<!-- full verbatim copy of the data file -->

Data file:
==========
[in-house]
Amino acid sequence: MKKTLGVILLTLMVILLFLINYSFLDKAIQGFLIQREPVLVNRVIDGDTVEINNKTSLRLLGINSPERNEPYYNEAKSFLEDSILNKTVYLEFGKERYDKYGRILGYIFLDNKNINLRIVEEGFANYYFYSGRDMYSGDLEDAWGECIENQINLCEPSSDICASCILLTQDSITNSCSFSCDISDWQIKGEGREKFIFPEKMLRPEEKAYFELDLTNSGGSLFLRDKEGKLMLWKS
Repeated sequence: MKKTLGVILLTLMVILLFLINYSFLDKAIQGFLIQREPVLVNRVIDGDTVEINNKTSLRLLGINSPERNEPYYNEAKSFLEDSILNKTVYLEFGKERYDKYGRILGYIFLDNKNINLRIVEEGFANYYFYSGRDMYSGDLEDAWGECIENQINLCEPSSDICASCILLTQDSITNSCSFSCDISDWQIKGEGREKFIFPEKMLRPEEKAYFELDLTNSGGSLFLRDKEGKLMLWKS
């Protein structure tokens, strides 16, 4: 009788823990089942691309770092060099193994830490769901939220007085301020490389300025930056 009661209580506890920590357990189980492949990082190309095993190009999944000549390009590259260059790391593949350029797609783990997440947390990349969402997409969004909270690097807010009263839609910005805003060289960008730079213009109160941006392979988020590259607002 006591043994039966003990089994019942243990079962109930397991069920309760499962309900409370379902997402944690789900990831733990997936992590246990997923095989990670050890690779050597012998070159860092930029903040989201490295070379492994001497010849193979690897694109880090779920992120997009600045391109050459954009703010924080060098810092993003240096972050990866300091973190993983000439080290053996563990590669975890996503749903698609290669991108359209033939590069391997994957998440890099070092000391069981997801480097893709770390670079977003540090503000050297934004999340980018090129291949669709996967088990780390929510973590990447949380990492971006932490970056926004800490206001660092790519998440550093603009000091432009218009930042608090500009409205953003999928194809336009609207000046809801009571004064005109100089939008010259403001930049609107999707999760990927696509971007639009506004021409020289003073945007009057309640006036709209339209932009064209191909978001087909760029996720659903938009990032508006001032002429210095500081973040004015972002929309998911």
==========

[in-house]
Amino acid sequence: MKKTLGVILLTLMVILLFLINYSFLDKAIQGFLIQREPVLVNRVIDGDTVEINNKTSLRLLGINSPERNEPYYNEAKSFLEDSILNKTVYLEFGKERYDKYGRILGYIFLDNKNINLRIVEEGFANYYFYSGRDMYSGDLEDAWGECIENQINLCEPSSDICASCILLTQDSITNSCSFSCDISDWQIKGEGREKFIFPEKMLRPEEKAYFELDLTNSGGSLFLRDKEGKLMLWKS
Repeated sequence: MKKTLGVILLTLMVILLFLINYSFLDKAIQGFLIQREPVLVNRVIDGDTVEINNKTSLRLLGINSPERNEPYYNEAKSFLEDSILNKTVYLEFGKERYDKYGRILGYIFLDNKNINLRIVEEGFANYYFYSGRDMYSGDLEDAWGECIENQINLCEPSSDICASCILLTQDSITNSCSFSCDISDWQIKGEGREKFIFPEKMLRPEEKAYFELDLTNSGGSLFLRDKEGKLMLWKS
């Protein structure tokens, strides 16, 4: 009788823990089942691309770092060099193994830490769901939220007085301020490389300025930056 009661209580506890920590357990189980492949990082190309095993190009999944000549390009590259260059790391593949350029797609783990997440947390990349969402997409969004909270690097807010009263839609910005805003060289960008730079213009109160941006392979988020590259607002 006591043994039966003990089994019942243990079962109930397991069920309760499962309900409370379902997402944690789900990831733990997936992590246990997923095989990670050890690779050597012998070159860092930029903040989201490295070379492994001497010849193979690897694109880090779920992120997009600045391109050459954009703010924080060098810092993003240096972050990866300091973190993983000439080290053996563990590669975890996503749903698609290669991108359209033939590069391997994957998440890099070092000391069981997801480097893709770390670079977003540090503000050297934004999340980018090129291949669709996967088990780390929510973590990447949380990492971006932490970056926004800490206001660092790519998440550093603009000091432009218009930042608090500009409205953003999928194809336009609207000046809801009571004064005109100089939008010259403001930049609107999707999760990927696509971007639009506004021409020289003073945007009057309640006036709209339209932009064209191909978001087909760029996720659903938009990032508006001032002429210095500081973040004015972002929309998911």